There is almost universal support for the view that the world would be an even more dangerous place if there were to be more nuclear-weapon states. There would be more fingers on more triggers and, probably, a greater risk that a trigger might be pulled with incalculable consequences. It is easy to see, therefore, that there is a collective interest in avoiding the spread of nuclear weapons to further countries. Nations do not, however, normally undertake or refrain from actions because of such a collective interest; they do so because of their individual interests. This is especially true in the field of national security. A nation perceiving that it has a real interest in developing nuclear weapons is not very likely to refrain from doing so merely because it is told such development would be bad for the world community. If the global interest in avoiding the spread of nuclear weapons to more coun tries is to succeed, conditions that make it in the interest of each individual nation to renounce nuclear weapons need to be created or maintained. Fortunately, conditions have prevailed in which the vast majority of nations have seen an advantage in making legally binding nonproliferation commitments. An important rationale for many of these countries has been that these commitments would facilitate the transfer of desired civil nuclear technology.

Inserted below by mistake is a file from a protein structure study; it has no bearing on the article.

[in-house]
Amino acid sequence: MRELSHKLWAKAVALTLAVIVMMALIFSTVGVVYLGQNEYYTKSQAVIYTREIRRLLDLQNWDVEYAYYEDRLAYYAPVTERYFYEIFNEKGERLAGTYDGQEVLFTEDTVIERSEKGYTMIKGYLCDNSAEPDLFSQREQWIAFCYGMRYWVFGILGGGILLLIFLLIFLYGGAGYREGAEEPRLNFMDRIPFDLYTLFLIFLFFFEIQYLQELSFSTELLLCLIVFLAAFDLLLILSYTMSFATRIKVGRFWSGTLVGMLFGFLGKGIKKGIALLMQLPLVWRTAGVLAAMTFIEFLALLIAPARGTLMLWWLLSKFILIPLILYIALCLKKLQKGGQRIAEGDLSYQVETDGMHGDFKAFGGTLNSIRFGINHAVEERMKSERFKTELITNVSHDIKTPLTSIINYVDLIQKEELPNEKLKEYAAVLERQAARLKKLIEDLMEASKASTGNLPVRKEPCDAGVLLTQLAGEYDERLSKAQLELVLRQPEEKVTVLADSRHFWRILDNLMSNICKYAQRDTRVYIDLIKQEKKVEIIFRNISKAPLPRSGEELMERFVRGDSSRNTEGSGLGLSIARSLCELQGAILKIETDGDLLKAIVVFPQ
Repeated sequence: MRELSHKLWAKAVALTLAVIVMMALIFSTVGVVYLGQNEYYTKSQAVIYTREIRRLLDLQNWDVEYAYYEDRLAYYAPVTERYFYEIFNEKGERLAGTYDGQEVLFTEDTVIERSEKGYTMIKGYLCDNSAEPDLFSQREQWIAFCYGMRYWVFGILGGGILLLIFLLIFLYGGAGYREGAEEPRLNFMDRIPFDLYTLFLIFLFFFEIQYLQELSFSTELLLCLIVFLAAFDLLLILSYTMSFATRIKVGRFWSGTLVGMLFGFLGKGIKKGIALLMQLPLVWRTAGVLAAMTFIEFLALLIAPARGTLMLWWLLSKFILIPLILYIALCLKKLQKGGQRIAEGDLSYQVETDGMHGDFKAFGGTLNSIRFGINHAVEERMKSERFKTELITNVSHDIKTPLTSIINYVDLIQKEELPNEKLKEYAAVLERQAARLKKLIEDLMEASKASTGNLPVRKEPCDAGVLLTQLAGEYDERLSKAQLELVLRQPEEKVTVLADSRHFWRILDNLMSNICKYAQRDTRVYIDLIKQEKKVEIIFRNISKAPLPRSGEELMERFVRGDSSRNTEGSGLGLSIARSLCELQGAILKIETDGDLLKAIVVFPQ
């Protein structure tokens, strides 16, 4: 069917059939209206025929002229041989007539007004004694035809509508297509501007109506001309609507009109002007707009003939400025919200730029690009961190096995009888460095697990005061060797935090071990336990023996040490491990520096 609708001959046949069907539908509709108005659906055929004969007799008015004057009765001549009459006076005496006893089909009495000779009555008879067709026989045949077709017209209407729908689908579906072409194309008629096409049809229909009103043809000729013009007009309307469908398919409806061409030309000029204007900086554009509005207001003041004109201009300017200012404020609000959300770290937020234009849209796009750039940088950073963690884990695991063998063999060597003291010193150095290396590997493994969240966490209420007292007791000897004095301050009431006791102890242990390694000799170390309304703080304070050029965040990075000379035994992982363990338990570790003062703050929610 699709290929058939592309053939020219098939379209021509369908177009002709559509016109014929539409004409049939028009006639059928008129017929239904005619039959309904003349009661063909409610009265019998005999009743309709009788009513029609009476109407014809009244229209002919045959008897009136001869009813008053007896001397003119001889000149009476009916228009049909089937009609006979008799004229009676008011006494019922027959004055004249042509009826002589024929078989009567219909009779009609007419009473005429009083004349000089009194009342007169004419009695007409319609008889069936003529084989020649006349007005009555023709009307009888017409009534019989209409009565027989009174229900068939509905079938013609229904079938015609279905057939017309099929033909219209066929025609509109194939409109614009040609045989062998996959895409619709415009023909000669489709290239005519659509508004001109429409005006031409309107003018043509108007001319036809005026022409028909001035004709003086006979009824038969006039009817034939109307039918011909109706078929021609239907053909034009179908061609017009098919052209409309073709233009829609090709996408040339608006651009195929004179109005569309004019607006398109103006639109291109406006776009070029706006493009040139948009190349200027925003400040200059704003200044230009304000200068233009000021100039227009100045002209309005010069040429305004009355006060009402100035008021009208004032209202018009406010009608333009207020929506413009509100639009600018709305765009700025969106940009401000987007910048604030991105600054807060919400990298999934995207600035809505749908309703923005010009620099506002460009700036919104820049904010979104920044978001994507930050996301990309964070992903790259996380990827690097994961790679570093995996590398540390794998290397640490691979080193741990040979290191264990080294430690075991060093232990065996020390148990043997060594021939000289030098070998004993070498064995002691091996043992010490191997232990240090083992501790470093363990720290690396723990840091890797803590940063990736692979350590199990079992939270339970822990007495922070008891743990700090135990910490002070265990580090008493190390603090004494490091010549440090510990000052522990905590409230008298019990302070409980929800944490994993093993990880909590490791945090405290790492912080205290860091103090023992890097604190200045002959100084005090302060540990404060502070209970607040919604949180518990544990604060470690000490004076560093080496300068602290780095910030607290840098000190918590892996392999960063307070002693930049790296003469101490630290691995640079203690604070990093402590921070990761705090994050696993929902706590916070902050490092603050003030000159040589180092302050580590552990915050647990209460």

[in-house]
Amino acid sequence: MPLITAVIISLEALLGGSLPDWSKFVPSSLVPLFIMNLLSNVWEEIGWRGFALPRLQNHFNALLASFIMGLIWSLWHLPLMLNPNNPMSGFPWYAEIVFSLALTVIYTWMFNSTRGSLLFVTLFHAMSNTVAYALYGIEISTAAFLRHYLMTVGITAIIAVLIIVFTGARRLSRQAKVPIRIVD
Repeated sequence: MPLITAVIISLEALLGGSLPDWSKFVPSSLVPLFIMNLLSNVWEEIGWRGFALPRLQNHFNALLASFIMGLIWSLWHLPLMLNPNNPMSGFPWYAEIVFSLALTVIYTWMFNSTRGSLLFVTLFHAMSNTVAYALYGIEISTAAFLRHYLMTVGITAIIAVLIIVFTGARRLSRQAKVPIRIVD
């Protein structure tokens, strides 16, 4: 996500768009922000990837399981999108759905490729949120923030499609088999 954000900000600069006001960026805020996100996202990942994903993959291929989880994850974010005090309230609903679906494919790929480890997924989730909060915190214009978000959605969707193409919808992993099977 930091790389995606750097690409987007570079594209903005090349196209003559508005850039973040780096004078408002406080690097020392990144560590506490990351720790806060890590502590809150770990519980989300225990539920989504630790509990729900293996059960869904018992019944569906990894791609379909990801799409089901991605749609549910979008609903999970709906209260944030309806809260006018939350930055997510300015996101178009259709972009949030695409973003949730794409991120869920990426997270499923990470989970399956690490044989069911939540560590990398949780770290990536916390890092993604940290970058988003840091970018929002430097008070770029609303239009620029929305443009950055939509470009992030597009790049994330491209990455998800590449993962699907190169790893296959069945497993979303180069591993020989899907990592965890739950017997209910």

Table of Contents1. The Nonproliferation Treaty Regime: A Rereading before 1995.- The Concept of Nonproliferation.- Prohibitions.- Promotional Activities.- Security Concerns.- Durability.- Conclusions.- 2. Avoiding the Worst of All Possible Worlds.- Critics and Criticism.- Arguments of Discrimination and Disarmament.- A Historical Rejoinder.- The NPT, Nuclear Proliferation, Peace, and Security.- 3. The Collapse of the NPTWhat if?.- Shocks to the Nonproliferation Treaty.- The Collapse of the NPT: An Initial Damage Assessment.- Damage Assessment: The View from the Front Lines.- What to Do if?.- On the Road to Success in 1995.- Notes and References.- 4. What Happens to Safeguards if the NPT Goes?.- The Collapse of the NPT: A Worst-Case Scenario.- Euratom.- Nonproliferation Survives the NPT: A More Probable Scenario.- Beyond 1995: A New Nonproliferation Order?.- Notes and References.- 5. Does the NPT Matter?.- The NPT and Nonproliferation.- Cries of Discrimination, Calls for Disarmament.- The NPT and National Nuclear Decision-Making.- Notes and References.- 6. Beyond the NPT.- The NPT, the Atom, and Development.- A New International Agenda.- The Problems and Promise of the NPT.- Beyond the NPT.- 7. Proliferation of Nuclear Weapons: A Universal Concern.- The Irrational Problem.- The Nonproliferation Treaty.- Enemies of the System.- A Regime for the Twenty-First Century.- 8. Toward a Universal Framework of Nuclear Restraint.- Disillusionment with the NPT.- Rationale for Nuclear Restraint.- Rationale for Nuclear Power.- Nuclear Power and Nonproliferation.- Why Nations Want to Go Nuclear.- Steps toward Restraint by Threshold States.- Conclusion.- Notes and References.- 9. European and Global Security in a World without the NPT.- Bang.- Clash.- Creep.- Abandonment.- Conclusions.- Notes and References.- 10. The NPT and Nuclear Proliferation in East Asia: Views toward the 1990s.- Getting the Bomb.- Atomic Weapons in East Asia: Historical and Geopolitical Trends.- The Divergent Paths of Japan and China.- Korea and Taiwan: Concerns Diminish.- Into the 1990s.- 11. World and Regional Power Relations without the NPT.- Pre-NPT Horizontal Proliferation.- The NPT Regime, from the 1970s to 1995.- The World without the NPT after 1995?.- Notes and References.- 12. Should India Sign the NPT?.- The Current Crisis.- India’s Nuclear Choices.- Strategic Ambiguity.- A Bold Step Forward.- A Bold Step Backward.- Conclusions and Prospects.- Notes and References.- 13. A World without the NPT?.- Effects on the International Regime, Its Purposes, Principles, and Institutions.- Effects on International Security.- Effects on International Relations.- Conclusions.- Notes and References.- Conclusions.- Appendix: Toward 1995: United Nations Documents Relating to the Establishment and Functioning of the NPT, 1959–1988.- General Assembly Resolution 1380, November 20, 1959.- General Assembly Resolution 1576, December 27, 1960.- General Assembly Resolution 1664, December 4, 1961.- General Assembly Resolution 1665, December 4, 1961.- General Assembly Resolution 2028, November 19, 1965.- General Assembly Resolution 2149, November 4, 1966.- General Assembly Resolution 2153, December 16, 1967.- General Assembly Resolution 2346, December 19, 1967.- General Assembly Resolution 2373, June 12, 1968.- Treaty on the Non-Proliferation of Nuclear Weapons, July 1, 1968.- General Assembly Resolution 3184, December 18, 1973.- General Assembly Resolution 3261, December 9, 1974.- Final Declaration of the Review Conference of the Parties to the Treaty on the Non-Proliferation of Nuclear Weapons, May 30, 1975.- General Assembly Resolution 3484, December 12, 1975.- General Assembly Resolution 31/75, December 10, 1976.- General Assembly Resolution 33/57, December 14, 1978.- The Second Review Conference of the Parties to the Treaty on the Non-Proliferation of Nuclear Weapons, 1980.- General Assembly Resolution 38/74, December 15, 1983.- The Third Review Conference of the Parties to the Treaty on the Non-Proliferation of Nuclear Weapons, 1985.- General Assembly Resolution 40/94 M, December 12, 1985.- General Assembly Resolution 43/82, December 7, 1988.- Selected National Statements on the Twentieth Anniversary of the Opening for Signature of the NPT.- About the Authors.